P, div, newlines,CR behavior?

This is a specific question - in a particular circumstance - about when newlines and CRs are inserted BY the block elements p, div. The behavior described here is the same in Safari and Firefox. (My code starts off with DOCTYPE html as usual.)

First consider this (a one-line html):
<p> first</p><p>second</p>
This results in:
blank line

and there is a CR after “second”.

Now consider this (one line html):
This results in:
blank line

So no initial blank line, and no blank line between “first” and “second”. The behavior is different than p.

Now both div and p are supposed to be block elements, According to documentation of W3C and Mozilla, the “entry” <p> or <div> should have a newline and the “exit” </p> and </div> are supposed to give a CR. But this is not what is happening with<div>. Rather, the pair <div></div> only has one CR, so there is no blank line. So it behaves differently than p.

My question: What is going on?

Is this due to decisions “made” by the browser? Or is this a general behavioral, characteristic of <div> - that is, a block element is not always a block element? Am I expecting too much consistency?

There’s lots more where this came from, but I’ll start small.



Paragraphs have top and bottom margin by default, so that they look like paragraphs when you have many. Divs do not as they’re just a box, and a flat one at that if there’s nothing in them.

In your css, put the following rule and you will see the blank space disappears.

p {
margin: 0;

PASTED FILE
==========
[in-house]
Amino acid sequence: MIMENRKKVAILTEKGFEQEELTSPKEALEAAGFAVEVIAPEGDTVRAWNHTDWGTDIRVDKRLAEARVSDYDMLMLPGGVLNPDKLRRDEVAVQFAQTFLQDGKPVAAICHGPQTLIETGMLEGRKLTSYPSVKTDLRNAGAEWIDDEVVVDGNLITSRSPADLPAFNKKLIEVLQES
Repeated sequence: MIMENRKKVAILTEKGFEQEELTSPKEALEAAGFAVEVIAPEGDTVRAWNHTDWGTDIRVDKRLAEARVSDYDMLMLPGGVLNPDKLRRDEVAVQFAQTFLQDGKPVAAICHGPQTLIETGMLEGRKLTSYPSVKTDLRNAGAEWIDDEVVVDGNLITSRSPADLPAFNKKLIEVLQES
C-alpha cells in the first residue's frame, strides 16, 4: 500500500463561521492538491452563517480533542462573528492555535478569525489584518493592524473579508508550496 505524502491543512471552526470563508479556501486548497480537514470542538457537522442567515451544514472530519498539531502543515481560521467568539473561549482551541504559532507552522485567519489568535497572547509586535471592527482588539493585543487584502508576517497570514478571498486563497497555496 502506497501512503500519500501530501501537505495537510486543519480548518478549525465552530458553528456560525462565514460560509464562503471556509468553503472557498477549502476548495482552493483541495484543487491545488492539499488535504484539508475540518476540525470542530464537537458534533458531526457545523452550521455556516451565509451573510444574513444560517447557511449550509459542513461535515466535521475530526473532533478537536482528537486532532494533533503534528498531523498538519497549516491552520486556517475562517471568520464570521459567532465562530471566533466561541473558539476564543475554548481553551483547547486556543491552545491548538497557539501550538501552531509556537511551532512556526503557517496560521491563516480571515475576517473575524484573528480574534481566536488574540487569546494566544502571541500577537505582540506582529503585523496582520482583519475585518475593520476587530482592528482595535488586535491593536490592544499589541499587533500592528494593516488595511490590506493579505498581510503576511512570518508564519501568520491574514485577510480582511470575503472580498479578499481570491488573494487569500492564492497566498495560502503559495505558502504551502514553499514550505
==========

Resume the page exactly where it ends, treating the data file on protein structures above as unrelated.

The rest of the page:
You can see what margins and things are set if you open dev tools and use the element selector, then hover on anything. You get a nice graphic representation of the element you have hovered over with the colors clearly showing margin and padding.

element selector in google chrome dev tools:

I’m not sure what a CR is.

edit… oh Carriage return :slight_smile:

Ah ha! Thank you for the insight. I see it in Firefox dev tools.

Where does the default margin come from? Is this browser-specific - a user agent stylesheet? Is it in some html5 specification (so all browsers should do the same thing)?

Must be part of the HTML spec. Just makes sense to have it doesn’t it :slight_smile:

Headings have it too. It’s the same across browsers.

Your HTML file is a document as you know and it was invented to present documents over the internet. In the early days all they had was html. No css or anything like that. You just had text so they made it look like print. You told the browser if you wanted a heading or paragraph via h tags or p tags and it automatically formatted it for them. And so it remains :slight_smile:

I guess so. The early stuff is maddeningly inconclusive - browsers had a lot of leeway.

Now here’s something interesting (I think). If you do this

<div class="bb" >hello</div><div class="bb" >world</div>

you get
and no CR. You have to have something like
<div style="clear:both"></div> after it to get the CR.

So float:left (or right) seems to make CRs go away. The reason for this behavior is not obvious to me.

Block level HTML elements, things like divs and headings all stack one on top of the other by default. You can change this behaviour by using the display property in css. You could say display: inline-block And that would make your block level elements line up horizontally rather than stack. You only get a cr in standard block mode.

Now that’s not the same as how float works. Float, works by taking the element out of the normal document flow. When you float an element it doesn’t stack or line up in order. It just moves to the left or whichever you chose. The other elements still know it’s there, they can’t occupy its space (unlike position: absolute which is also out of the document flow but kind of forced into position over whatever’s already there) so they will flow around it. It’s used to get text to flow around an image and things like that. The clear property interrupts that flow behaviour and is used more for positioning I think. To be honest I don’t think I’ve ever used float yet. It’s not something I’ve needed to do yet.

Nice description. Very helpful. I think I’m getting the idea.